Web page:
http://policequest.wikia.com/wiki/PQ1EGA_transcript

I've been searching the net for "Adventure Game Development System" and turned up the above page. It's a dump of messages from PQ1. I then looked a bit closer at a few other games and can see it in LSL1 and KQ3. Still looking...    Also in Donald Duck's Playground.

http://sarien.net/policequest

http://sarien.net/kingsquest3

I guess whenever I saw that in the past, I probably thought of it more as a description of the system rather than its name. I always thought it was called AGI, and certainly there are games that say "Adventure Game Interpreter" in the credits and opening screens, and there are files names that use AGI and packaging that mentioned AGI, and books, etc., etc. But AGDS also seems to have been a name that they used for it.

Offline NewRisingSun

Re: Official AGI Documentation
« Reply #19 on: October 15, 2016, 04:30:42 PM »
I would say that any 2-D game development system would need to include:
  • Something to edit or convert graphics, including backgrounds and sprites
  • Something to edit or convert music and sound effects
  • Something to edit or convert/assemble/compile game logic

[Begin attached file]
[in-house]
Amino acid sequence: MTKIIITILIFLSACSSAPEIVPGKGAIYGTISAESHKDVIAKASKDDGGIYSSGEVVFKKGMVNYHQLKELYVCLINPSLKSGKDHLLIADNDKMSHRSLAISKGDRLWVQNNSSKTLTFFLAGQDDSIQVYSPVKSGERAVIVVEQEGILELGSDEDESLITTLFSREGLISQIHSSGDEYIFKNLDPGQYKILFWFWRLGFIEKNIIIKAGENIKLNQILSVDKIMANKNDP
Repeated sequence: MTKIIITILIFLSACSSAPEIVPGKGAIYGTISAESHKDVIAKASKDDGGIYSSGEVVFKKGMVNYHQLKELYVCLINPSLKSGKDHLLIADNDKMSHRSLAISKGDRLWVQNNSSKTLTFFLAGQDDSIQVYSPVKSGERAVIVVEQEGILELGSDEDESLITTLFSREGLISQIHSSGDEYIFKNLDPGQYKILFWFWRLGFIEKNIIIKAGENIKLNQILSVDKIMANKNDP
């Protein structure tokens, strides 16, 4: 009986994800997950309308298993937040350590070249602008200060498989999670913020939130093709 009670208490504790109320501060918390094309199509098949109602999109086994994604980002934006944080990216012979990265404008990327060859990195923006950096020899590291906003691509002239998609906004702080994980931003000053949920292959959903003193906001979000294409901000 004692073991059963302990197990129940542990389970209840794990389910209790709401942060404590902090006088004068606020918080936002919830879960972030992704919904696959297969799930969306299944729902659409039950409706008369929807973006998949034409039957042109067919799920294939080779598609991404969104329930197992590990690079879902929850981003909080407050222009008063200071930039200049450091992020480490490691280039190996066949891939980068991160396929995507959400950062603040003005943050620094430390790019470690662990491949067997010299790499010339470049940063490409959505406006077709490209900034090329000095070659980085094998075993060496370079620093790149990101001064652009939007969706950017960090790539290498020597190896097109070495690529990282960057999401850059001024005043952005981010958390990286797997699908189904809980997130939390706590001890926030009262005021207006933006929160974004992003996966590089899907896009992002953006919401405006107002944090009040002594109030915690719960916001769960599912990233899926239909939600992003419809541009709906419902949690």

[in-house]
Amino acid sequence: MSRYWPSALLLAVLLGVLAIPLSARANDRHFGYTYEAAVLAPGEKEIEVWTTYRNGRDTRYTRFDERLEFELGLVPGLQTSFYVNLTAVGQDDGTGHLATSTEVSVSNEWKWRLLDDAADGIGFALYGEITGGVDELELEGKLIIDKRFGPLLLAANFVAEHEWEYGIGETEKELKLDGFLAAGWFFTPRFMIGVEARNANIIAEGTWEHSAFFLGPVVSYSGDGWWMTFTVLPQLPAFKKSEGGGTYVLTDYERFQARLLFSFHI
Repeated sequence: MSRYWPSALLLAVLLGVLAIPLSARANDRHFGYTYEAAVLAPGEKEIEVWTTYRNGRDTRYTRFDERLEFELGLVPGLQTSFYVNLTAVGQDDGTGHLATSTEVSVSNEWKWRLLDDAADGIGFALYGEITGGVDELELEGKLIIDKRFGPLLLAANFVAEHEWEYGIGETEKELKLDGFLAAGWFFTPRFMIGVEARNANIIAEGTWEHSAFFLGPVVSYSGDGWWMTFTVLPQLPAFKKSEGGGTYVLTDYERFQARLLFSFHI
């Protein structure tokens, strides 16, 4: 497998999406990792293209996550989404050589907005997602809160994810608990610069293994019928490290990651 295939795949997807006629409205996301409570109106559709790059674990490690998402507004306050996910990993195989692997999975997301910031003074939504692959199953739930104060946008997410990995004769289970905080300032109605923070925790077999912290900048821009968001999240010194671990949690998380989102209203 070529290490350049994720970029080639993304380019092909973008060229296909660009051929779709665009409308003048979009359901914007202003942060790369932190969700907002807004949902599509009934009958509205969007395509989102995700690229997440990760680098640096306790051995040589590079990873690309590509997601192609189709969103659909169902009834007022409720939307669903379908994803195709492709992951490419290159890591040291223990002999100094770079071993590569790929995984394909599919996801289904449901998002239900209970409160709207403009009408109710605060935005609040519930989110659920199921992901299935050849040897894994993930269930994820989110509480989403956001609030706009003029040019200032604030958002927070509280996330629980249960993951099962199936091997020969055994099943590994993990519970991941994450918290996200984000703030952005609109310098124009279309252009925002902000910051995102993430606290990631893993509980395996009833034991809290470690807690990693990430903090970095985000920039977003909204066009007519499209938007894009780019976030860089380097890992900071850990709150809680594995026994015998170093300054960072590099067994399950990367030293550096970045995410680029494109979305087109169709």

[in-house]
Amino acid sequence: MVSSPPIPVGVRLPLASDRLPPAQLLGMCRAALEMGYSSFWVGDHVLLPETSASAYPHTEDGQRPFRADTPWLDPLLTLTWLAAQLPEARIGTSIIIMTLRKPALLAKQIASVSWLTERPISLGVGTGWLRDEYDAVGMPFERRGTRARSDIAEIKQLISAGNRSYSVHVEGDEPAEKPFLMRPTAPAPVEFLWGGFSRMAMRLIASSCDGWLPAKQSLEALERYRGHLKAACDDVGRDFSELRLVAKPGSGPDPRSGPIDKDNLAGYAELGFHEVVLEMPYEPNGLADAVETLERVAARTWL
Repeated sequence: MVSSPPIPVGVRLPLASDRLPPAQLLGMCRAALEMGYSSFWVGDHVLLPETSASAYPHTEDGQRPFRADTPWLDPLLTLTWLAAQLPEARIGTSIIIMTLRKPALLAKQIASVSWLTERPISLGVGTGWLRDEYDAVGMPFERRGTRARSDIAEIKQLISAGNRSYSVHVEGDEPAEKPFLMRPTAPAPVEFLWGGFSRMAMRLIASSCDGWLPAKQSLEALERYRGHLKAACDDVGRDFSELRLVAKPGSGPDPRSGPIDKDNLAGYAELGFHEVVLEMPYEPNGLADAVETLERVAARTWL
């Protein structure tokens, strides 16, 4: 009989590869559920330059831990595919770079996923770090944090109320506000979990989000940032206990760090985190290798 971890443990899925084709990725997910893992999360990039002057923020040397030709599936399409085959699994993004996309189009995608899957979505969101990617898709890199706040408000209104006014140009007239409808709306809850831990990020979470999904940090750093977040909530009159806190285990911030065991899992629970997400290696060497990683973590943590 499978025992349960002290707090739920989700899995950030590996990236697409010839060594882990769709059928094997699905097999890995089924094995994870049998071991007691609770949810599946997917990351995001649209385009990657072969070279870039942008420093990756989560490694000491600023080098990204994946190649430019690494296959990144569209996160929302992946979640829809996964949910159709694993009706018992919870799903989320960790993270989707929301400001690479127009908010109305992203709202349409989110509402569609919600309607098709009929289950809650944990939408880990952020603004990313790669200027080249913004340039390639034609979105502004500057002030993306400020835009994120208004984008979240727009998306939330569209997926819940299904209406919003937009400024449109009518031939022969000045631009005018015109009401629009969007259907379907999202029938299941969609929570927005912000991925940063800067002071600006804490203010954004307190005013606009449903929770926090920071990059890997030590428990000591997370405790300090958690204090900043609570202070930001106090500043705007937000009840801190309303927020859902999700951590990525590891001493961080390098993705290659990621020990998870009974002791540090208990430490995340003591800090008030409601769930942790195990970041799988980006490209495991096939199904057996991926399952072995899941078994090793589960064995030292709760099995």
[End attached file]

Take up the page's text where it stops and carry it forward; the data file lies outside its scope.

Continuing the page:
• Something for the end user to play the finished game
In the case of the "Adventure Game Development System", there's the "Picture Editor" and "Object Editor" for 1., the "Sound Editor" for 2., "CG - the game compiler" for 3., and "AGI", the "Adventure Game Interpreter" for 4. Therefore, the whole thing is the AGDS, and AGI is Part 4 of it.  ;D

Offline lance.ewing

Re: Official AGI Documentation
« Reply #20 on: October 15, 2016, 04:40:39 PM »
Yeah, you're probably right, in that that is probably how it started out. AGDS was probably the whole development package of tools, and AGI the interpreter.

More links to easily verifiable screens that mention "Adventure Game Development System":

https://archive.org/details/msdos_donald_ducks_playground_1984_sierra

https://archive.org/details/msdos_Leisure_Suit_Larry_1_-_Land_of_the_Lounge_Lizards_1987

https://archive.org/details/msdos_Black_Cauldron_The_1986

(Those runnable DOS games on archive.org are quite cool really).

Offline NewRisingSun

Re: Official AGI Documentation
« Reply #21 on: October 15, 2016, 05:23:58 PM »
Quote
(Those runnable DOS games on archive.org are quite cool really).